An innovative project aimed at better protecting street sex workers from sexual and domestic violence, exploitation and trafficking will be launched on Merseyside and South Wales after receiving £650,000 of Home Office funding.
The Umbrella Project was awarded a share of the £17m Violence against Women and Girls (VAWG) Service Transformation Fund after a successful collaborative bid led by Merseyside’s Police Commissioner, Jane Kennedy, and Merseyside Police, in partnership with South Wales police.
The three-year project will put in place victim-focused processes to better support sex workers who have already been victims of violence and those who are at risk, both on the streets and online.
The funding, £463,000 of which will be used in Merseyside and £187,000 going to South Wales, will enable the police and partners to increase and improve the support they can offer to street sex workers in light of a recent influx of overseas sex workers and a shift which has seen more women take up the work online.
The funding will also be used to improve the gathering of intelligence on those who inflict violence on the women, while simultaneously encouraging victims to report offences, so that more perpetrators can be brought to justice. This will also prevent further offences from taking place.
To support this work in Merseyside, the grant will be used to find an appropriate venue to act as a one-stop shop of support, where women can access help and services, give statements and even give evidence in court via video-link.
Merseyside’s Police Commissioner Jane Kennedy said: “Merseyside has the largest street beat of sex workers outside of London. Many of these women are extremely vulnerable and are forced into this work because of difficult life circumstances.
“This bid is designed to better support these women to ensure they get the help they need, ideally so they can get off the streets but, for those who remain, to ensure they are better protected and are able work free from violence, abuse and exploitation.
“Merseyside Police has led the way for many years in prosecuting and securing convictions against those who commit crimes against sex workers, in large part by being the first Force in the country to recognise these offences as hate crime. Merseyside also has a dedicated Independent Sexual Violence Advocate for sex workers.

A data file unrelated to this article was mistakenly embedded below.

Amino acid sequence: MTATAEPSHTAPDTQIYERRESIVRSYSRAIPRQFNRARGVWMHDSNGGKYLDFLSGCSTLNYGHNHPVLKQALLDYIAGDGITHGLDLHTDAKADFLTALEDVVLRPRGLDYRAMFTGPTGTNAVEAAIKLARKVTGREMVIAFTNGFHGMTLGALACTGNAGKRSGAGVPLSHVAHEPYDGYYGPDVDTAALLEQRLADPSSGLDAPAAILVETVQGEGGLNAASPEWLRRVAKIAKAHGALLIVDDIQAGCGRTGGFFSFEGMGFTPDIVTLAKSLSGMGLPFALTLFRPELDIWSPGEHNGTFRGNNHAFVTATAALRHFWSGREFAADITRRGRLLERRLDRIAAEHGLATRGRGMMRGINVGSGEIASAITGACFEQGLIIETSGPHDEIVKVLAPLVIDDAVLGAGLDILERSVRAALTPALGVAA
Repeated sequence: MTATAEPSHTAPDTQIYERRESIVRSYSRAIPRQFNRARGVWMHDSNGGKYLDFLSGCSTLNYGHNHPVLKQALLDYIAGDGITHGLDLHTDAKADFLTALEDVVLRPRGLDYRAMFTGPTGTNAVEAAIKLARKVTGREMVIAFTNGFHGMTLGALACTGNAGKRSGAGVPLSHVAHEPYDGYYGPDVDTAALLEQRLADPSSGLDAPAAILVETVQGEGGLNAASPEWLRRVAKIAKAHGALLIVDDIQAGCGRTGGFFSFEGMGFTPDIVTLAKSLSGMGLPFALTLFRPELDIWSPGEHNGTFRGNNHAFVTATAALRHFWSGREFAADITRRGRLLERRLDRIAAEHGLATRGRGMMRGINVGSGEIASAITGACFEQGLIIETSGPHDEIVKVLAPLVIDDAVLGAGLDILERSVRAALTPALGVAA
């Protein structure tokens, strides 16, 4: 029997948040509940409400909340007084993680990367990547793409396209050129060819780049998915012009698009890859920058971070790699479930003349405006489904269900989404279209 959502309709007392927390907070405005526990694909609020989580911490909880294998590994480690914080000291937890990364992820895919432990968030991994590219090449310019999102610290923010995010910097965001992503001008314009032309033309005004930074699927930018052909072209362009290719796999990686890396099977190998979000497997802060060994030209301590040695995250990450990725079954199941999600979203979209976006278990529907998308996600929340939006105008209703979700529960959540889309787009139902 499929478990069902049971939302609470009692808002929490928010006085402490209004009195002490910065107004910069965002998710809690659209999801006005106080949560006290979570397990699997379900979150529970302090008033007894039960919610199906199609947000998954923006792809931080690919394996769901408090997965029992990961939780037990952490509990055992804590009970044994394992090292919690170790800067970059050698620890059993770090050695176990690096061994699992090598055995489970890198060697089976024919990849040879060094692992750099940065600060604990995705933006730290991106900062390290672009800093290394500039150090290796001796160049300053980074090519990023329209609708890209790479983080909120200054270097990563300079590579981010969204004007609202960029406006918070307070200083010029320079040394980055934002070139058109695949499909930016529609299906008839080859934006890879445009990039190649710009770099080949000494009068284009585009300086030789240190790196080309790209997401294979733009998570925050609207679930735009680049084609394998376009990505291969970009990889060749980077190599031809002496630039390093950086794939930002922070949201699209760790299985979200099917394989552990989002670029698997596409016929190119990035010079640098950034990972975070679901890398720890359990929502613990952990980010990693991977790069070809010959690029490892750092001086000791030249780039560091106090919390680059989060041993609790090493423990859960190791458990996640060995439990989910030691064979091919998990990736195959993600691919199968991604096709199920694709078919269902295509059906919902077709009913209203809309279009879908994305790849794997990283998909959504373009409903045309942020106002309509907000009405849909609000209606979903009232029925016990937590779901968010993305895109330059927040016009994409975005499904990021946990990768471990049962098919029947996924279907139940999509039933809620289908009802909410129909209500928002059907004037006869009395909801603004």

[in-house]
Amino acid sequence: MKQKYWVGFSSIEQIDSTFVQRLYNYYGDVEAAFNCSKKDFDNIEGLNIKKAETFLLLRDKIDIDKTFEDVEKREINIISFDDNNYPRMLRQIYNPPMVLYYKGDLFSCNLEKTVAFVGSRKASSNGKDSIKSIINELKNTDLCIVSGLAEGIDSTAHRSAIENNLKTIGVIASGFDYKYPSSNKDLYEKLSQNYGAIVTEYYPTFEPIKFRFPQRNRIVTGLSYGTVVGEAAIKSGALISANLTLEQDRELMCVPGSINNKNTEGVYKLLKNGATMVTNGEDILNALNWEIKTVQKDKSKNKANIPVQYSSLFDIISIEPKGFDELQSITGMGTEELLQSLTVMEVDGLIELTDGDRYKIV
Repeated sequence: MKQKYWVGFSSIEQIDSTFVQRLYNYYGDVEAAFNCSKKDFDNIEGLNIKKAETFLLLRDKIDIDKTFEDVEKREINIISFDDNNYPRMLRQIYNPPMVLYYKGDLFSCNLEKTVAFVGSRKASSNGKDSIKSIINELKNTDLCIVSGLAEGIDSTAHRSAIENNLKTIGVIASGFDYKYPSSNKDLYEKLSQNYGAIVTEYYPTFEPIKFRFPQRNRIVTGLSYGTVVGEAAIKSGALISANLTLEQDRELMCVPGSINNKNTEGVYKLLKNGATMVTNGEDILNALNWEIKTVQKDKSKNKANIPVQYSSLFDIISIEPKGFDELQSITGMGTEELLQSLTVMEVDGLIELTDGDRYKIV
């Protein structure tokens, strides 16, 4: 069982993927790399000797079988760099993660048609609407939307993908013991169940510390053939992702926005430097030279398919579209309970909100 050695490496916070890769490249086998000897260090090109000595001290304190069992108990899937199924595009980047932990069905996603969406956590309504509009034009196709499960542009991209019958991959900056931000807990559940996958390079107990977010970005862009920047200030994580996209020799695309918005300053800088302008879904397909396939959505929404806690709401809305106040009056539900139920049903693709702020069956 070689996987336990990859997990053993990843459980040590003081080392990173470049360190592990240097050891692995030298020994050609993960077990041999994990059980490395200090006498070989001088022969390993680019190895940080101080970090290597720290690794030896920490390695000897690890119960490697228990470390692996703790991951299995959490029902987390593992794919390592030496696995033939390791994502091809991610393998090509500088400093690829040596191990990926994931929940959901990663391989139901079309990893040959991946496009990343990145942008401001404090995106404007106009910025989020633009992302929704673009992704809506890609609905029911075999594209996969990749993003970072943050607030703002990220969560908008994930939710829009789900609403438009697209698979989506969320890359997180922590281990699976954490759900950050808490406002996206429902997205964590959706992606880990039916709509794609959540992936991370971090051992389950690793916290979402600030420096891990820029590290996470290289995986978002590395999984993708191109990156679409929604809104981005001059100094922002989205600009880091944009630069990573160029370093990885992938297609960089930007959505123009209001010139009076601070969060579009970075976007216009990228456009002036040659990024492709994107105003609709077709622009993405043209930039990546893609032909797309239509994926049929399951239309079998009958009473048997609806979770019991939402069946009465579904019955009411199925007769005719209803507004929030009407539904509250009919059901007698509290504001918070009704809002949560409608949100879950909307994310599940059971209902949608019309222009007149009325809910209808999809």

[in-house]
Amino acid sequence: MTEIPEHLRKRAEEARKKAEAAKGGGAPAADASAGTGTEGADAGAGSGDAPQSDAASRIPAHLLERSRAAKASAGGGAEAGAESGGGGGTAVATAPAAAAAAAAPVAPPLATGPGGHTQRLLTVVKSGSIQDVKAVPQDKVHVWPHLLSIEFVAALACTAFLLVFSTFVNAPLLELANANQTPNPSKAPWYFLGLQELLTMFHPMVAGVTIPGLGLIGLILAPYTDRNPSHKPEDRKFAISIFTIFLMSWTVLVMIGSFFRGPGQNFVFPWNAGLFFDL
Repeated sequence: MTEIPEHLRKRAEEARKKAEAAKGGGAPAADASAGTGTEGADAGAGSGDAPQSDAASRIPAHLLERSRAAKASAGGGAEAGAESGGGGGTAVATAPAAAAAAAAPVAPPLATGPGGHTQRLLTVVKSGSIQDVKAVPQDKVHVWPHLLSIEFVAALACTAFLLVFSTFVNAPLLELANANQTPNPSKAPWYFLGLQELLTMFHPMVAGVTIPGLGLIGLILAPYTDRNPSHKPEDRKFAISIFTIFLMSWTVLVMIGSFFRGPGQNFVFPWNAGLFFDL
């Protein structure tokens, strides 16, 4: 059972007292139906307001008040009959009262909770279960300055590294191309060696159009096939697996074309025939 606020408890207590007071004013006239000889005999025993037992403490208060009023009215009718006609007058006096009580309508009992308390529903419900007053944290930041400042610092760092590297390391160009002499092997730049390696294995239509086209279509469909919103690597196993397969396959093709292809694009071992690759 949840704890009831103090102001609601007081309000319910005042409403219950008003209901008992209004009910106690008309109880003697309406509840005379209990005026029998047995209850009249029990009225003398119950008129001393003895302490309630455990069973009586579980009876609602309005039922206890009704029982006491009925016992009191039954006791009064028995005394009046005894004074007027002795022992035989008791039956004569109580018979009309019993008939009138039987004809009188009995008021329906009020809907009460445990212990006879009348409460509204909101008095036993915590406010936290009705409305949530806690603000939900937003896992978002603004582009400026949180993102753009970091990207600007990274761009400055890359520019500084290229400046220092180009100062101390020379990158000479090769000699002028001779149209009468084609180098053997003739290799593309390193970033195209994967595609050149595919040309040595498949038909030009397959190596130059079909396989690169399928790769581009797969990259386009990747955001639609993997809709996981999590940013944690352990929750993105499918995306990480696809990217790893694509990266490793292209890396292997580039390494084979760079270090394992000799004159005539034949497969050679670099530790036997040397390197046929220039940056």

“By successfully applying for this funding, Merseyside Police in conjunction with South Wales police, will be able to take this work to the next level – keeping more vulnerable women safe and doing everything possible to end the stigma and marginalisation they face.”
Assistant Chief Constable Serena Kennedy said: “Sex work is an issue that can be challenging for some communities however, as a police service it is our duty to seek to protect everybody, especially those who are the most vulnerable within our communities, and this extends to all citizens including sex workers.
“Merseyside Police force will not tolerate violence against sex workers and we will make every effort to ensure that offenders are tracked down and face the full force of the law and that victims receive the justice they so rightly deserve.
“As a Force we have already taken a progressive stance, which has influenced national policy. We treat attacks on sex workers as hate crimes, because they a vulnerable targeted group.
“This money allows us to provide support for the work around that vulnerable group of women and look towards targeting violent and sexual offenders, as we know their crimes are not limited solely towards targeting sex workers.”
A total of 41 projects, including a bid by Liverpool City Council to provide multi-agency Early Help hubs, have been awarded a share of the VAWG Service Transformation Fund, which aims to help prevent violence and increase early intervention so that fewer women reach crisis point.
The Umbrella Project received the third largest amount of funding, after a bid from South Wales Police Commissioner and the Mayor of London.